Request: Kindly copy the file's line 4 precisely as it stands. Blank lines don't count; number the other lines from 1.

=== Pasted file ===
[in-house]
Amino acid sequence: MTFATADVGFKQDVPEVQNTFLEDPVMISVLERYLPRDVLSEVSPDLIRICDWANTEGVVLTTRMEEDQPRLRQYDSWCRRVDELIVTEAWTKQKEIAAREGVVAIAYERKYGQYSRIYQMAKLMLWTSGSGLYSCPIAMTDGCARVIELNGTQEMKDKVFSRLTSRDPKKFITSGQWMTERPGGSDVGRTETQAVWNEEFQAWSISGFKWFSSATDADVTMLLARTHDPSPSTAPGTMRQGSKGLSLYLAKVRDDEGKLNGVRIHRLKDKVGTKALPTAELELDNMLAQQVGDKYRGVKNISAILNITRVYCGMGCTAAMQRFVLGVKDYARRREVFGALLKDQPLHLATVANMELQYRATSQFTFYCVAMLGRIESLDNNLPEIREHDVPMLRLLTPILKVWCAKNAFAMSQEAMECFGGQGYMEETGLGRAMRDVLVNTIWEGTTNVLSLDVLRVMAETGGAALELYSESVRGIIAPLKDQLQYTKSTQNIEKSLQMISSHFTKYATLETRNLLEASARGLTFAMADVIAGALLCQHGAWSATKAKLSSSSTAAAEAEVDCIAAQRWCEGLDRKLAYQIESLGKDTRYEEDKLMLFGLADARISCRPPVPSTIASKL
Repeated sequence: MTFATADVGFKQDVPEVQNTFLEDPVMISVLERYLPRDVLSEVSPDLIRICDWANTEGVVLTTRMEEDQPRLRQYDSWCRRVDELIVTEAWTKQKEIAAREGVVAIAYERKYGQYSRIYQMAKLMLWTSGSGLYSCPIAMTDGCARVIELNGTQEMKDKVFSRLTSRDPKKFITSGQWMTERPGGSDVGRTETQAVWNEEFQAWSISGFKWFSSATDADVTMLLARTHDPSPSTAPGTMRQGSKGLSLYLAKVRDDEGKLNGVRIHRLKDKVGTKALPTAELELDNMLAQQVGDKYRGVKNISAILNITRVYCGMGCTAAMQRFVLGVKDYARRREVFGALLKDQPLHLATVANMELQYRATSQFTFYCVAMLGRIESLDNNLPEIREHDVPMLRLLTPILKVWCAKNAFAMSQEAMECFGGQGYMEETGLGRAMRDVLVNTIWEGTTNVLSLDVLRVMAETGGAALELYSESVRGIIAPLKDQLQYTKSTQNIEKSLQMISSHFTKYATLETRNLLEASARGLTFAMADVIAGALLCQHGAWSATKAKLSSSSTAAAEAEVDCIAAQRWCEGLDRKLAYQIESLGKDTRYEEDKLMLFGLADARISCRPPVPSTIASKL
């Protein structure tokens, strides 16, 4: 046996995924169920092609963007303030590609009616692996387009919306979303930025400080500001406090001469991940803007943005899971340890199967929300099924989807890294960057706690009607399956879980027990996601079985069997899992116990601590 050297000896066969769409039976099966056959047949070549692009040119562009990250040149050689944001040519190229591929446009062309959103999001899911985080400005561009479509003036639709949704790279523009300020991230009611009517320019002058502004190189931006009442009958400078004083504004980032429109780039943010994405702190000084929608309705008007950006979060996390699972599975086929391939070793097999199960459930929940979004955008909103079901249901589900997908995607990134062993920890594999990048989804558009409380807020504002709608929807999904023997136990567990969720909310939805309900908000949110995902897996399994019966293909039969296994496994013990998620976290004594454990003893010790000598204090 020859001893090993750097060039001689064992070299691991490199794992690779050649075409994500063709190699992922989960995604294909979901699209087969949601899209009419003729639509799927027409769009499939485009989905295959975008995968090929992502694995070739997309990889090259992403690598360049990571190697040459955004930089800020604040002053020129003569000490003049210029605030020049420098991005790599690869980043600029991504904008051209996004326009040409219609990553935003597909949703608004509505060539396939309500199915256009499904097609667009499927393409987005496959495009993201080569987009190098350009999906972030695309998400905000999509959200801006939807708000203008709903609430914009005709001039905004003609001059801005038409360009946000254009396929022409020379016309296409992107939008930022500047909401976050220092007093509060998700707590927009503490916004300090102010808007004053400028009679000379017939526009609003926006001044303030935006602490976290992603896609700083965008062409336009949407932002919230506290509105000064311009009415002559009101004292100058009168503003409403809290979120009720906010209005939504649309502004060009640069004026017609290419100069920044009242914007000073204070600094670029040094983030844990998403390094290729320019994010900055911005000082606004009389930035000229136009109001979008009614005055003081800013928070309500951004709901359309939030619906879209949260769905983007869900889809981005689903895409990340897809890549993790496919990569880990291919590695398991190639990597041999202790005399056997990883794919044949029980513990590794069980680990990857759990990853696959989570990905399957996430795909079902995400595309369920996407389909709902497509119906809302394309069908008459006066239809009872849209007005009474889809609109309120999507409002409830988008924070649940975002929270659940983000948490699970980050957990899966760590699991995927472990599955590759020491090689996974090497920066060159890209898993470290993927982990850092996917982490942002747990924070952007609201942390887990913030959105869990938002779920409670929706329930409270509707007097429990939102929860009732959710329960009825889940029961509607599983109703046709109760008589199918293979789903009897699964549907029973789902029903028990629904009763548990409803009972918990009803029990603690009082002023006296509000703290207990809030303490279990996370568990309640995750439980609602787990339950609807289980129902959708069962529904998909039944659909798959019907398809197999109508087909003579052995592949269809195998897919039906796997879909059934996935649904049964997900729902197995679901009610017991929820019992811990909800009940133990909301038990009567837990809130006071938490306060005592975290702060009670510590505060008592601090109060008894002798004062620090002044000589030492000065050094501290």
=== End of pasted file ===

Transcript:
């Protein structure tokens, strides 16, 4: 046996995924169920092609963007303030590609009616692996387009919306979303930025400080500001406090001469991940803007943005899971340890199967929300099924989807890294960057706690009607399956879980027990996601079985069997899992116990601590 050297000896066969769409039976099966056959047949070549692009040119562009990250040149050689944001040519190229591929446009062309959103999001899911985080400005561009479509003036639709949704790279523009300020991230009611009517320019002058502004190189931006009442009958400078004083504004980032429109780039943010994405702190000084929608309705008007950006979060996390699972599975086929391939070793097999199960459930929940979004955008909103079901249901589900997908995607990134062993920890594999990048989804558009409380807020504002709608929807999904023997136990567990969720909310939805309900908000949110995902897996399994019966293909039969296994496994013990998620976290004594454990003893010790000598204090 020859001893090993750097060039001689064992070299691991490199794992690779050649075409994500063709190699992922989960995604294909979901699209087969949601899209009419003729639509799927027409769009499939485009989905295959975008995968090929992502694995070739997309990889090259992403690598360049990571190697040459955004930089800020604040002053020129003569000490003049210029605030020049420098991005790599690869980043600029991504904008051209996004326009040409219609990553935003597909949703608004509505060539396939309500199915256009499904097609667009499927393409987005496959495009993201080569987009190098350009999906972030695309998400905000999509959200801006939807708000203008709903609430914009005709001039905004003609001059801005038409360009946000254009396929022409020379016309296409992107939008930022500047909401976050220092007093509060998700707590927009503490916004300090102010808007004053400028009679000379017939526009609003926006001044303030935006602490976290992603896609700083965008062409336009949407932002919230506290509105000064311009009415002559009101004292100058009168503003409403809290979120009720906010209005939504649309502004060009640069004026017609290419100069920044009242914007000073204070600094670029040094983030844990998403390094290729320019994010900055911005000082606004009389930035000229136009109001979008009614005055003081800013928070309500951004709901359309939030619906879209949260769905983007869900889809981005689903895409990340897809890549993790496919990569880990291919590695398991190639990597041999202790005399056997990883794919044949029980513990590794069980680990990857759990990853696959989570990905399957996430795909079902995400595309369920996407389909709902497509119906809302394309069908008459006066239809009872849209007005009474889809609109309120999507409002409830988008924070649940975002929270659940983000948490699970980050957990899966760590699991995927472990599955590759020491090689996974090497920066060159890209898993470290993927982990850092996917982490942002747990924070952007609201942390887990913030959105869990938002779920409670929706329930409270509707007097429990939102929860009732959710329960009825889940029961509607599983109703046709109760008589199918293979789903009897699964549907029973789902029903028990629904009763548990409803009972918990009803029990603690009082002023006296509000703290207990809030303490279990996370568990309640995750439980609602787990339950609807289980129902959708069962529904998909039944659909798959019907398809197999109508087909003579052995592949269809195998897919039906796997879909059934996935649904049964997900729902197995679901009610017991929820019992811990909800009940133990909301038990009567837990809130006071938490306060005592975290702060009670510590505060008592601090109060008894002798004062620090002044000589030492000065050094501290």